Top dishes of the South: This year’s conversation starters

There’s no end in sight for the nation’s current love affair with Southern cooking.

We’re happy to report that there’s no end in sight for the nation’s current love affair with Southern cooking, said John T. Edge in Garden & Gun. To keep the romance going, we surveyed the landscape to identify the dishes that are most likely to keep the chattering classes swooning during the year ahead.

Creamed rice with clams and ham Risotto gets a Southern accent when chef Steven Satterfield coaxes Carolina Gold rice to creaminess, studs it with turnip greens and country ham, then tops it with turnip roots and delicate Capers Inlet clams. The resulting dish is “an exemplar of understated luxury.” Featured at Miller Union in Atlanta. (millerunion.com)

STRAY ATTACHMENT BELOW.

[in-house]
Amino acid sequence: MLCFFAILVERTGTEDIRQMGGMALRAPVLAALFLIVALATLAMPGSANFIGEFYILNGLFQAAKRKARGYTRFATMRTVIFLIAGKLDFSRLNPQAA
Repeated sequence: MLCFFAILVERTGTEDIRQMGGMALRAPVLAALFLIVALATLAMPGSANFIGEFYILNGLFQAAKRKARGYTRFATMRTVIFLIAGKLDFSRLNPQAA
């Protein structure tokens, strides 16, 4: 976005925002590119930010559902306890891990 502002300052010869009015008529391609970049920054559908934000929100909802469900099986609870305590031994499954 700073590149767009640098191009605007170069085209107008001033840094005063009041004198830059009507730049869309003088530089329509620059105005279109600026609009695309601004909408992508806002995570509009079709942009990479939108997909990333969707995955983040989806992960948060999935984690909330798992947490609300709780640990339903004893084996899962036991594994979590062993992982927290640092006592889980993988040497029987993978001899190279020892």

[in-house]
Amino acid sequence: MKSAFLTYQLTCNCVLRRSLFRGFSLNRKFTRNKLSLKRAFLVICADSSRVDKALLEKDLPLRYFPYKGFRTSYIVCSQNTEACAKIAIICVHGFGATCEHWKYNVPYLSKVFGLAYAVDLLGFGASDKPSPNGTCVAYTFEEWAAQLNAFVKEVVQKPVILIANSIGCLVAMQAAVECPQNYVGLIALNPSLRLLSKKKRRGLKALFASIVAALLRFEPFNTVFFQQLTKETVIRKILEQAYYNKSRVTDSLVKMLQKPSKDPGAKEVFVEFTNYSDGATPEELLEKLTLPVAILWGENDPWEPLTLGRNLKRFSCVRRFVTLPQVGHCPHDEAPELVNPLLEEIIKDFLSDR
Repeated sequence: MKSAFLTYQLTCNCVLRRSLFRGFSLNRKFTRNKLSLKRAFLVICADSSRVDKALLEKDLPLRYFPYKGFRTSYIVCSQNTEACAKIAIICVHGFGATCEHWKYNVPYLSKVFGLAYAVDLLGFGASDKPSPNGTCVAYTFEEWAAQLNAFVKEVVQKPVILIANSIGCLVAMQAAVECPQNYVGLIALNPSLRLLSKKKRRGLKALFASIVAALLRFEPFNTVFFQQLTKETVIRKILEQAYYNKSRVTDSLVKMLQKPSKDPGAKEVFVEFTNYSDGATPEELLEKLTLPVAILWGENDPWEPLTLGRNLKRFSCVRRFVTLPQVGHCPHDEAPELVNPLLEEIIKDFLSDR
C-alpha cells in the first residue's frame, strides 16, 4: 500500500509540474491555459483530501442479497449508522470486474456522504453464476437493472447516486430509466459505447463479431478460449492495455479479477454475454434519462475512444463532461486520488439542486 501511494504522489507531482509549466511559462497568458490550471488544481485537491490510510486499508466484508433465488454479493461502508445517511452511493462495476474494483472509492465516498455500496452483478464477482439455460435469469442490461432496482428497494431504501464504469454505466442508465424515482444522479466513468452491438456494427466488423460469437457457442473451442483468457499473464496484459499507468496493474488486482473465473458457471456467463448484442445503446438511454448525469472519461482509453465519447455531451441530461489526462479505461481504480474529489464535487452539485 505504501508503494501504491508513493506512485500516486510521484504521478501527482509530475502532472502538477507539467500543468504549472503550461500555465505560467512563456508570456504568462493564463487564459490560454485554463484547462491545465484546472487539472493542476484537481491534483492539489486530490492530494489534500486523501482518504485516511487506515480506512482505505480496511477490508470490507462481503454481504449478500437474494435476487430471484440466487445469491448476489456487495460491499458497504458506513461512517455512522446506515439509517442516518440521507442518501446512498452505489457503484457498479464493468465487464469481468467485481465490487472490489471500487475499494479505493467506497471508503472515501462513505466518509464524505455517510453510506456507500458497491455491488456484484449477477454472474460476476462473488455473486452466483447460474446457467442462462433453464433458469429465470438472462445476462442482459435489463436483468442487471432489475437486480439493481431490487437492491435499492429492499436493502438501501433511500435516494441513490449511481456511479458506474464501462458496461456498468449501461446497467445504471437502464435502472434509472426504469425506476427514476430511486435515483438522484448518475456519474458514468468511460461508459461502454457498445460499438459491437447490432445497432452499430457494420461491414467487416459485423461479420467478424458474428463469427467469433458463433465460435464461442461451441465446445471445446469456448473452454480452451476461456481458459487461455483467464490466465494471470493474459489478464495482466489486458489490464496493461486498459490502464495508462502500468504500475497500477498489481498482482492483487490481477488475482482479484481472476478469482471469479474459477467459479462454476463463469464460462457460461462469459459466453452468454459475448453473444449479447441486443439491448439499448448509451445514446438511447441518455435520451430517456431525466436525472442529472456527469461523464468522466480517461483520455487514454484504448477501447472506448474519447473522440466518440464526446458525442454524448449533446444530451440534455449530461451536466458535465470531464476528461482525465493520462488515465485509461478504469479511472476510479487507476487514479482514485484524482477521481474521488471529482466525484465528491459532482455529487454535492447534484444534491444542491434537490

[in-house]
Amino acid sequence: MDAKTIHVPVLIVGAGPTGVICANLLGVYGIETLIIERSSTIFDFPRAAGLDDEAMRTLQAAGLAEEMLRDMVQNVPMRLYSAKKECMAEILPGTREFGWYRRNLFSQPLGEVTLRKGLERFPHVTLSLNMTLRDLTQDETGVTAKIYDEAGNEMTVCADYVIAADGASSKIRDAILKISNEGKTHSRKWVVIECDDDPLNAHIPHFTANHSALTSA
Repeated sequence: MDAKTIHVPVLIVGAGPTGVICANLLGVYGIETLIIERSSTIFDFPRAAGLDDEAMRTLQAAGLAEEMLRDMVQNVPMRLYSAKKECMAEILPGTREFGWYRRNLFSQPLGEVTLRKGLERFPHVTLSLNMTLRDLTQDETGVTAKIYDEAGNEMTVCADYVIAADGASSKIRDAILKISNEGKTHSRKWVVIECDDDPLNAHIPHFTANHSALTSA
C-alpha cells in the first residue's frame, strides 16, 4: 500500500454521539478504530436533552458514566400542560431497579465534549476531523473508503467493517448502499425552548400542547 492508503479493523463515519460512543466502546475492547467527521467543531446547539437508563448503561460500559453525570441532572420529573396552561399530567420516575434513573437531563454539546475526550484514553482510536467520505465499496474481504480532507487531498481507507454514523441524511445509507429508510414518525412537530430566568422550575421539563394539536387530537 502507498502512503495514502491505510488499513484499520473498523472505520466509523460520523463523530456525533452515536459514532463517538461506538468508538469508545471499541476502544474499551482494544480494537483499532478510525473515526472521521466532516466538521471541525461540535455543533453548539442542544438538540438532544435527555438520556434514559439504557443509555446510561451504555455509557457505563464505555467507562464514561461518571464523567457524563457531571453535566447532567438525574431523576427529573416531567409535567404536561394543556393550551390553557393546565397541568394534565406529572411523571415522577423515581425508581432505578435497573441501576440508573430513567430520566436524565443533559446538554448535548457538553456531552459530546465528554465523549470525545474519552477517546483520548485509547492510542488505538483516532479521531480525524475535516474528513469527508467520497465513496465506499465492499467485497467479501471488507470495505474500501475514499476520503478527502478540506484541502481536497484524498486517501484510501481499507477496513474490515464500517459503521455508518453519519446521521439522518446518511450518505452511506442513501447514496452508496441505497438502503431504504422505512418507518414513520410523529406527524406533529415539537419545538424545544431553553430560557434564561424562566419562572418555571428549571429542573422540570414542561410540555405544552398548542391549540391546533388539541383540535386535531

The ‘Drunken Hog’ When the Mexican torta becomes the next big crossover craze, chef Joshua Gentry will be noted as a pioneer. For his “drunken hog,’ he pulls pork out of the hickory pit, piles it on a toasted bun, and serves it beside a bowl of warm tomato gravy that “recalls a more resonant and viscous barbecue sauce.” Featured at Little Donkey in Homewood, Ala. (thelittledonkey.com)

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Fried cornbread No matter what else you order at this “workhorse of a meat-and-three café,” fried cornbread will round out the meal. Fried hard, the cornbread “emerges from the roiling oil with a sandpaper crust and a creamy core.” Featured at Bailey & Cato Family Restaurant in Nashville. (baileyandcatorestaurant.com)

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